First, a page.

3. Pose, Pause, Pounce, Bounce

The third strategy is more about building background knowledge than assessing it. In this example, the unit is still on the water cycle, but the conversation is initiated using “rain” as the avenue to engage the students since most, if not all, kids have experienced rain. The dialogue can begin with one student but “bounce” to the other students in the class. “Bounce” means to take the statement of one student and select another student to elaborate on it or to add to what the previous student said. This type of questioning is called, Pose, Pause, Pounce, Bounce. Here is an example of how to use the 3rd strategy:

Teacher: So, have all of us have seen or felt rain? What about downpours?

Rafael: My family lived in the tropics. We would get a lot of rain. Sometimes there would be so much rain, it would look like rivers running down the streets.

Teacher: Has anyone else experienced this type of heavy rainfall? [Bounce this question to a specific student and listen to their response.] Bremen?

Bremen: Yes. I have also seen this, especially during a hurricane. There is a lot of rain and it is very scary.

Teacher: But after the downpour, does the rain remain on the streets and roads forever?

Lindsey: No. The the roads dry up.

Teacher: [Bounce to another student with a follow-up question] Pieter, do you notice this as well? Tell me what you notice when the roads dry up.

Pieter: I notice that when the sun comes up, the roads dry up faster than when there is no sun.

Teacher: Well, the drying up of the rain in science is called evaporation. Water never really goes away. Heat from the sun causes water to evaporate from oceans, lakes, streams, and even from the streets. Evaporation occurs when liquid water on Earth’s surface turns into water vapor in our atmosphere.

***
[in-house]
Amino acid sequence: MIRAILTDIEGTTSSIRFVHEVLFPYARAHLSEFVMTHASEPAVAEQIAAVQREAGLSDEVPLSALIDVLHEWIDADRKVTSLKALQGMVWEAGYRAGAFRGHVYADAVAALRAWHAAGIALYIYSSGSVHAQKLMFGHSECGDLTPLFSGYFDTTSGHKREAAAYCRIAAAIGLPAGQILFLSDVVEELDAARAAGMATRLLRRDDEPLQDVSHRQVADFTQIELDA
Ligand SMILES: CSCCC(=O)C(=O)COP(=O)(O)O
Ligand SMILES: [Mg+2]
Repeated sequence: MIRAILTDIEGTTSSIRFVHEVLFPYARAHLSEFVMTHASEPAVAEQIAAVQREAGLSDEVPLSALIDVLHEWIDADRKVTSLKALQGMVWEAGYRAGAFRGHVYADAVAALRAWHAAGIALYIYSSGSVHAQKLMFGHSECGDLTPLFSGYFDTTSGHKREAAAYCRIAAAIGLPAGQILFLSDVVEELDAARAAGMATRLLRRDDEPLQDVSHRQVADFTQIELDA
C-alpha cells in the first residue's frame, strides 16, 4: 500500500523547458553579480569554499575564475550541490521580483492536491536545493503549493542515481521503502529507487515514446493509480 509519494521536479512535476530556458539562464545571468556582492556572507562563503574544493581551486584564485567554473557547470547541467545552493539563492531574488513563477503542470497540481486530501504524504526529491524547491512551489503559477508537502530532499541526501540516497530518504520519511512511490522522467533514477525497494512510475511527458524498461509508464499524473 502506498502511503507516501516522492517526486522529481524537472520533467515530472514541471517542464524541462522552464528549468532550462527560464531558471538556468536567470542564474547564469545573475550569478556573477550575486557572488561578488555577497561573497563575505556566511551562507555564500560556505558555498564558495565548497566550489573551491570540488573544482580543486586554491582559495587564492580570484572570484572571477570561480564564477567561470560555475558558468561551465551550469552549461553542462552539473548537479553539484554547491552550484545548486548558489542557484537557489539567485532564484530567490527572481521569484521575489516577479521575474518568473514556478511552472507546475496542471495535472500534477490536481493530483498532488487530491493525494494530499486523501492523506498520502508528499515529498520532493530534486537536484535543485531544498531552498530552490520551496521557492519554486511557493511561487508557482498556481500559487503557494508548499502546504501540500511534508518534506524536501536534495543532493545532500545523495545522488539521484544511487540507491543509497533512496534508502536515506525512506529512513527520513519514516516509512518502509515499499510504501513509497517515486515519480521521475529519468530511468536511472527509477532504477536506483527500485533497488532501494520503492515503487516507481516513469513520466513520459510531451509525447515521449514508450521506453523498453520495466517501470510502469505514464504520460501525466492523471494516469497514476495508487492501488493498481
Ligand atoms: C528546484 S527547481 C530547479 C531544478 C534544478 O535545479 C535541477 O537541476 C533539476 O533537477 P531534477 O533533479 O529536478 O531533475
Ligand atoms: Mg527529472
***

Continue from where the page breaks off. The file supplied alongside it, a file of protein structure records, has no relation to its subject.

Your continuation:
You can use this strategy when introducing the other phases of the water cycle as well. The key is to use something all students can relate to or have experienced in order to build background knowledge. The students will be more engaged if they can relate and even students at the lower levels of language proficiency can make a connection to the content.

What strategies do you use to build background knowledge or assess students’ prior knowledge?

About Darlyne de Haan

Darlyne de Haan
Dr. Darlyne de Haan, a former forensic scientist and chemist with more than 20 years of experience in STEM, is a recipient and participant of the coveted Fulbright Administrator Program for Fulbright Leaders for Global Schools, a program sponsored by the U.S. Department of State's Bureau of Educational and Cultural Affairs. She is a strong advocate for changing the face of STEM to reflect the population and is fluent in English and advanced in Spanish.